The memorial at the Vedanta Society in Hollywood on Feb 23rd was a wonderful tribute to John. Telescope
makers, sidewalk observers, Vedantins, personal friends and family came together to remember and share experiences of time
spent with John and of his incredible influence on us all. Leah Early, an archivist intern at the Vedanta Society made a beautiful
video about John and it will be posted on his video page in a day or so (technical problems uploading). Bill Scott opened
the service with a Vedantin reading and told of his own experiences with John over the years and Shiva gave to me, the most
beautiful talk about John that I have heard. John's family, Ruth and Loren spoke and we were so pleased they could be here.
One highlight of the ceremony was when Mike Kendall asked everyone who was there who had ever been on the sidewalk with a
telescope to stand and almost the entire audience stood.
A memorial/star party was held in San Francisco on March 8 and while
it was outdoors and less formal than the event in Hollywood, people were sharing similar stories. What was unique was that
more people who had built telescopes with John when he first started were in attendance. One of John's earliest 10 inchers
made an appearance, it must have been made in the early 60's and was still in working order. Jeffrey Roloff, one of the three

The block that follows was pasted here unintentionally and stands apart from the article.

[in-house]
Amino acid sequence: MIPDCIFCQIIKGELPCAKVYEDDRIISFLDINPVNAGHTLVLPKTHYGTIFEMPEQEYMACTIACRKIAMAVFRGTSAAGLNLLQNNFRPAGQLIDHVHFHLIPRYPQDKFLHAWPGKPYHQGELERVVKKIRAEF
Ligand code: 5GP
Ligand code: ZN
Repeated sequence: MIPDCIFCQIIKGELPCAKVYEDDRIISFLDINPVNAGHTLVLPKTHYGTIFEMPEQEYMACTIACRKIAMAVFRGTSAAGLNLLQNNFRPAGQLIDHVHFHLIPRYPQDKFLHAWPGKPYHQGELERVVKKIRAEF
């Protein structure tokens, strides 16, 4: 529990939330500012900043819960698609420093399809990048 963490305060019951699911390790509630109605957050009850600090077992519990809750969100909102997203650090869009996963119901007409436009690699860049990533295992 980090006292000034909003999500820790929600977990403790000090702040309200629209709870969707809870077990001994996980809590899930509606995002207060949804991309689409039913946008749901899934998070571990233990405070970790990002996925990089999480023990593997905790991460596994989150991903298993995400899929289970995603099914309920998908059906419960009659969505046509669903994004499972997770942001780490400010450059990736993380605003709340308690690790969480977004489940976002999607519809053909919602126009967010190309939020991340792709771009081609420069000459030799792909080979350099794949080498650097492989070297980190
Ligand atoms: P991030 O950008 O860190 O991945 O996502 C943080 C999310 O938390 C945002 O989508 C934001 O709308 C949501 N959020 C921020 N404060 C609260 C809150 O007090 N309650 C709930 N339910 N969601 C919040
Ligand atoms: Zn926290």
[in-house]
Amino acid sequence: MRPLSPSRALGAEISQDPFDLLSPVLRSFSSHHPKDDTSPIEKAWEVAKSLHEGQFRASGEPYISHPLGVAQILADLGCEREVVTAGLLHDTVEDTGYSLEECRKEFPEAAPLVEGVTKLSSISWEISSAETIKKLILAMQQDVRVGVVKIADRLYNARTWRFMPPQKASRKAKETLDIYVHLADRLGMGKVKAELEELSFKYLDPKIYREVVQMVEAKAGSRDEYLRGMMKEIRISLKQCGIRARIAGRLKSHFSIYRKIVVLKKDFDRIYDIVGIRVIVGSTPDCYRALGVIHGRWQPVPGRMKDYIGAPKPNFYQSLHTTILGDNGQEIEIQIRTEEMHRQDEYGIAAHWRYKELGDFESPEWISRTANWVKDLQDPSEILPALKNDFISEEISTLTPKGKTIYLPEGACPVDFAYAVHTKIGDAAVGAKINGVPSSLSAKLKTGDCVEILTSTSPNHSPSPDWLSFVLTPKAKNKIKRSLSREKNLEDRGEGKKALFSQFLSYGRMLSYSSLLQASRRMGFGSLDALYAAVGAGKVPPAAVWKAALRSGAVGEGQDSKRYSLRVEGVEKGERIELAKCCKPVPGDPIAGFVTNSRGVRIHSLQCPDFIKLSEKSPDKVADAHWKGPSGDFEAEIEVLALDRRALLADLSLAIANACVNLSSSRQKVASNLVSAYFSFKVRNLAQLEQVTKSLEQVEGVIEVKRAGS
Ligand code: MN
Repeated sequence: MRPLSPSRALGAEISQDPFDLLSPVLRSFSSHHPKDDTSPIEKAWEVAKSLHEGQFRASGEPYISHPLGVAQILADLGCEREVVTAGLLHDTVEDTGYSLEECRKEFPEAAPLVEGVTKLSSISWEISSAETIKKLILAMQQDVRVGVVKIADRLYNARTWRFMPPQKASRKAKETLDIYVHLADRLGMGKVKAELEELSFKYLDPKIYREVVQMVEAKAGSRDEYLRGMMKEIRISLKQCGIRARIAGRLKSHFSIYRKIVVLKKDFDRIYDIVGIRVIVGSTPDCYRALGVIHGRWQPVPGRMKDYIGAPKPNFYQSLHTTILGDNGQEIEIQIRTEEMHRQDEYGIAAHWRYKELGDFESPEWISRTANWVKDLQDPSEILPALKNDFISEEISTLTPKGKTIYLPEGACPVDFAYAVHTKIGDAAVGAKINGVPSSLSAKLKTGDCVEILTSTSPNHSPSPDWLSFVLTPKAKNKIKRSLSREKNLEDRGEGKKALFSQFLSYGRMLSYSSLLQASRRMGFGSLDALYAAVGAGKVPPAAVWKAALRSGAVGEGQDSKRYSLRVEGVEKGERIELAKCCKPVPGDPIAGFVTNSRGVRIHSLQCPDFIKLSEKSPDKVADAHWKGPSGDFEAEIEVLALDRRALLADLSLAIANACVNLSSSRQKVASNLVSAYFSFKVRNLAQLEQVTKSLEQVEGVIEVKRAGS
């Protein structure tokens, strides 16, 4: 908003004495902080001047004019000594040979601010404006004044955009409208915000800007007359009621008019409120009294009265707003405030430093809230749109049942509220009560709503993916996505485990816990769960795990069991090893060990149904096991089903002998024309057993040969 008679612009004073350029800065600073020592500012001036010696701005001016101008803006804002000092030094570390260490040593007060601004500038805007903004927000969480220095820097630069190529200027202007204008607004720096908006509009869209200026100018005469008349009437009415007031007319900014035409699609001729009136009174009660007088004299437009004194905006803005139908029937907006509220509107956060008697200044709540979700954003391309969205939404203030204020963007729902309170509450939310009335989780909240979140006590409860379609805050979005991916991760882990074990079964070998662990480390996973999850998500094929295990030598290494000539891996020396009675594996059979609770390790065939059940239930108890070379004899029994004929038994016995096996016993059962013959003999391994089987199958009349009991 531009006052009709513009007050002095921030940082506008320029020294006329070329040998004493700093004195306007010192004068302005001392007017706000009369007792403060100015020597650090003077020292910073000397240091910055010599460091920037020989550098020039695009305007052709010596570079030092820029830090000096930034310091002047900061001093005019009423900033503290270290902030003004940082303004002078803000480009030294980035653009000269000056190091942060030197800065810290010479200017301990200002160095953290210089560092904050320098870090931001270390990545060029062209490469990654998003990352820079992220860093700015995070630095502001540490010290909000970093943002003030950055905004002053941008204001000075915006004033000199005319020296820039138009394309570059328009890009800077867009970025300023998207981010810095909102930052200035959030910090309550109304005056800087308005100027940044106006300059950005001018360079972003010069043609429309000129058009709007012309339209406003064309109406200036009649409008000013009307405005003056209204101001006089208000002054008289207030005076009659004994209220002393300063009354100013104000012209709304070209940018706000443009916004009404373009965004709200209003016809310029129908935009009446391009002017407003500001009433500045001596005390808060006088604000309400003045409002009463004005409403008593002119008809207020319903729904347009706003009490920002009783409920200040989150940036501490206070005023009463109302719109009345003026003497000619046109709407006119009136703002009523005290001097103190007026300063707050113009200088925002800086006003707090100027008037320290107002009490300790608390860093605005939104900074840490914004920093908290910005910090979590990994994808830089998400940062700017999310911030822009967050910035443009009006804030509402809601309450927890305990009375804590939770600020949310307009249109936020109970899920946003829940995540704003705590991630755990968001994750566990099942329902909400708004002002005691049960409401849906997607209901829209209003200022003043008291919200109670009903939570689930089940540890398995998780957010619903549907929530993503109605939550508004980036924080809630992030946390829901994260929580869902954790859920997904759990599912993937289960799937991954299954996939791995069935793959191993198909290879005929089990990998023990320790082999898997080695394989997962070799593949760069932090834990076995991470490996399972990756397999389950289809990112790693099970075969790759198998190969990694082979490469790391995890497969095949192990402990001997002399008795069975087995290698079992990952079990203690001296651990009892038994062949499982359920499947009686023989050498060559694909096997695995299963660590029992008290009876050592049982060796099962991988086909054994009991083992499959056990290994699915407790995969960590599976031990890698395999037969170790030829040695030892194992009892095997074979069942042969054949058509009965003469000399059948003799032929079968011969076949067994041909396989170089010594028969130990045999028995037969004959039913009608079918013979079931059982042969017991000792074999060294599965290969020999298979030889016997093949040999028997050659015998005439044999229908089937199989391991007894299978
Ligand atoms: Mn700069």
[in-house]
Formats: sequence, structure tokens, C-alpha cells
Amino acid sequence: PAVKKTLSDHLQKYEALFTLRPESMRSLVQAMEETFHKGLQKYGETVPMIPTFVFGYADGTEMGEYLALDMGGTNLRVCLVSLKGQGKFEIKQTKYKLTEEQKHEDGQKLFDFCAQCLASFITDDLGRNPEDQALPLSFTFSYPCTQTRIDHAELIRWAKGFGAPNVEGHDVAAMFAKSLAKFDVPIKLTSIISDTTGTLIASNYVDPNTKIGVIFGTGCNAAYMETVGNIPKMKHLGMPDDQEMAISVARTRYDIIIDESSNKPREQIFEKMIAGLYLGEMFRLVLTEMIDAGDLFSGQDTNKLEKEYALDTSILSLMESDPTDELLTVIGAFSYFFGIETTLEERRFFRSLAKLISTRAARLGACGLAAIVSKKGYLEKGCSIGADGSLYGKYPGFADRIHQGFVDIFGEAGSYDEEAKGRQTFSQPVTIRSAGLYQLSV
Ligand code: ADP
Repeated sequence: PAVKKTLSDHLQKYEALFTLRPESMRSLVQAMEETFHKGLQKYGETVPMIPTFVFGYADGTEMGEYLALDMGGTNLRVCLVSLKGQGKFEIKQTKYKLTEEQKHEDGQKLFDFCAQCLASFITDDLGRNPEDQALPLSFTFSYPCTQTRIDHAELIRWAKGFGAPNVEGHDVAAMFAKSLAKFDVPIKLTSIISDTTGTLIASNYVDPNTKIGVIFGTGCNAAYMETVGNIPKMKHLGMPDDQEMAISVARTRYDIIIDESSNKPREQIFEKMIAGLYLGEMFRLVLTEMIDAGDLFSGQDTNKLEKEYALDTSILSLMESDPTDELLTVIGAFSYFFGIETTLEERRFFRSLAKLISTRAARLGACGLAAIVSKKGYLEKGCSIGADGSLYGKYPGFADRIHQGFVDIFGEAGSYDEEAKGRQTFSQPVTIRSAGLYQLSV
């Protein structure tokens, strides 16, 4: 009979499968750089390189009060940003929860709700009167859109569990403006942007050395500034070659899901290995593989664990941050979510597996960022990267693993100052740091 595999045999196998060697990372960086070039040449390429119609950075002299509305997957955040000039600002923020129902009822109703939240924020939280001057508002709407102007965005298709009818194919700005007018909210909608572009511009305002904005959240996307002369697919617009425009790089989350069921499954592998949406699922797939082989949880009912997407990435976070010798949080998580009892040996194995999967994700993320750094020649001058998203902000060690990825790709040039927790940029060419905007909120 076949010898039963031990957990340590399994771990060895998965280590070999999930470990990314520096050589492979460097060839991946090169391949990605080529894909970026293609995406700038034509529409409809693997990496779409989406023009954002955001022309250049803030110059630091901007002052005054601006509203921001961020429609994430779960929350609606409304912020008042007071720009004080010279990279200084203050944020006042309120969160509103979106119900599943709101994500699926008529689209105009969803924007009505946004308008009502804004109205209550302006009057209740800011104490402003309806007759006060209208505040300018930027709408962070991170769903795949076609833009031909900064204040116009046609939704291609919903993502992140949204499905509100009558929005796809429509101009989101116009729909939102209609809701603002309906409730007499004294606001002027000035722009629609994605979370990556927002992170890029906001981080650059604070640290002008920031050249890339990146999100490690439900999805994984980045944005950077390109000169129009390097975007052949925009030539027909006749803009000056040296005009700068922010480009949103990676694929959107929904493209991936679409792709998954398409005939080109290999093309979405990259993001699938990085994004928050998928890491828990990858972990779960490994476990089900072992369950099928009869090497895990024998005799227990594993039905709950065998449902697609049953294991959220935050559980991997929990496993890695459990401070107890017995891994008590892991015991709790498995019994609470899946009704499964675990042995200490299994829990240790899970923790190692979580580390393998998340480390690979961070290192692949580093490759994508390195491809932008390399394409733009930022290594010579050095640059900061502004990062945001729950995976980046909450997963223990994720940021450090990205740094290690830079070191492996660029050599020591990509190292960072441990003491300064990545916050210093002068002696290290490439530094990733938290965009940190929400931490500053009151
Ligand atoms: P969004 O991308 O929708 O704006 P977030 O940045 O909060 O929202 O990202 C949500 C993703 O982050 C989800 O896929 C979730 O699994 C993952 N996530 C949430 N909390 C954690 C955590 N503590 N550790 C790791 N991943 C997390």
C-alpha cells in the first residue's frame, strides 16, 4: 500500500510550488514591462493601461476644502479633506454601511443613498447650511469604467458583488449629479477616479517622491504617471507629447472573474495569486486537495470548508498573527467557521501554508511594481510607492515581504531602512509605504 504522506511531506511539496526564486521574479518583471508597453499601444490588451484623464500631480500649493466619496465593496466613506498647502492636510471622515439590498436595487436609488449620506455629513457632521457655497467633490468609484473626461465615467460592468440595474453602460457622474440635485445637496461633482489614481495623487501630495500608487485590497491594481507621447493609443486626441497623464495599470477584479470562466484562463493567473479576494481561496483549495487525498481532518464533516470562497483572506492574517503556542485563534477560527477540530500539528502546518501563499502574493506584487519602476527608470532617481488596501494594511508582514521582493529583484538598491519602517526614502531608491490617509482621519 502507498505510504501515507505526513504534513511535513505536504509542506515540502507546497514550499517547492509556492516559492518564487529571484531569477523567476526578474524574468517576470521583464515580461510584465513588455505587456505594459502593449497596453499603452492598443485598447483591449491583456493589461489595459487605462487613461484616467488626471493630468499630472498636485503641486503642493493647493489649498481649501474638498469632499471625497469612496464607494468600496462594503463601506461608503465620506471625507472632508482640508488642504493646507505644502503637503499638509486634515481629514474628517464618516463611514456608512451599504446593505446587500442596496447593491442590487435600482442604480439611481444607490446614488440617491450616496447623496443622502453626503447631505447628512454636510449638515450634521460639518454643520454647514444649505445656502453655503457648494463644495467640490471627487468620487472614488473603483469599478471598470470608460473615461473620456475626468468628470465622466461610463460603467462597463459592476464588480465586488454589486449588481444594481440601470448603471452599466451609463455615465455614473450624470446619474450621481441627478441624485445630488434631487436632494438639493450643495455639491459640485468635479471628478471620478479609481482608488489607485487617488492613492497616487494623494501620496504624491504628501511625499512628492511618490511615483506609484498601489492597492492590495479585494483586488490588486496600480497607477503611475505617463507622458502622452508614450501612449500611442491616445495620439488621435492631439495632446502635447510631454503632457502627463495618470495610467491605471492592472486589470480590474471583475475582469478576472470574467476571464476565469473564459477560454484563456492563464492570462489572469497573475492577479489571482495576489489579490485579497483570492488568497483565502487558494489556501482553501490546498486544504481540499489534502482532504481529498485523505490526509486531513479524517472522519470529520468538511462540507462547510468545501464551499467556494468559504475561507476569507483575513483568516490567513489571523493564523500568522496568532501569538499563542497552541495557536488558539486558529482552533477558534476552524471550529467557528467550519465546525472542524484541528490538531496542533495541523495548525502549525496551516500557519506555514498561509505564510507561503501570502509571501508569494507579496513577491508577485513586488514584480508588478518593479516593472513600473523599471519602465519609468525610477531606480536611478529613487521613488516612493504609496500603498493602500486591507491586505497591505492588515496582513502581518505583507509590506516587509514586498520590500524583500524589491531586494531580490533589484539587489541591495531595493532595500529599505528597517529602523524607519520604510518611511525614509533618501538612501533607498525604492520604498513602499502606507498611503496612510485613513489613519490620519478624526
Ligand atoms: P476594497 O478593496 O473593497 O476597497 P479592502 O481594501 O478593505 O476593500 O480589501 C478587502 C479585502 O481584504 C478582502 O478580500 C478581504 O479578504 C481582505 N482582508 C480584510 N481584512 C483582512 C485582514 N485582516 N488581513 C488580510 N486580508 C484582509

original Sidewalk Astronomers was there as well as many of those from the early days of the club including John's family.
Also on March 8th, Griffith Observatory celebrated ISAN 7 during the monthly star party and also
had an event in the Leonard Nimoy theater to celebrate John. Anthony Cook of Griffith, along with Mike Simmons of AWB and
Katy Haugland of the Sidewalk Astronomers all spoke of John and his influence on amateur astronomy. Many local Sidewalk Astronomers
and members of the Los Angeles Astronomical Society also spoke.
have come from all over about ISAN 7 events. Many will be celebrated a little later because of weather, but overall it seems
that turn out was great, up from last year because this one was even more a tribute to John. If you didn't get a chance to
take your scope out on March 8, JD would be good with any time.
John did his job, now it is time for us to step up and do ours. Keep sharing the sky and keep questioning
just how this Universe we live in works.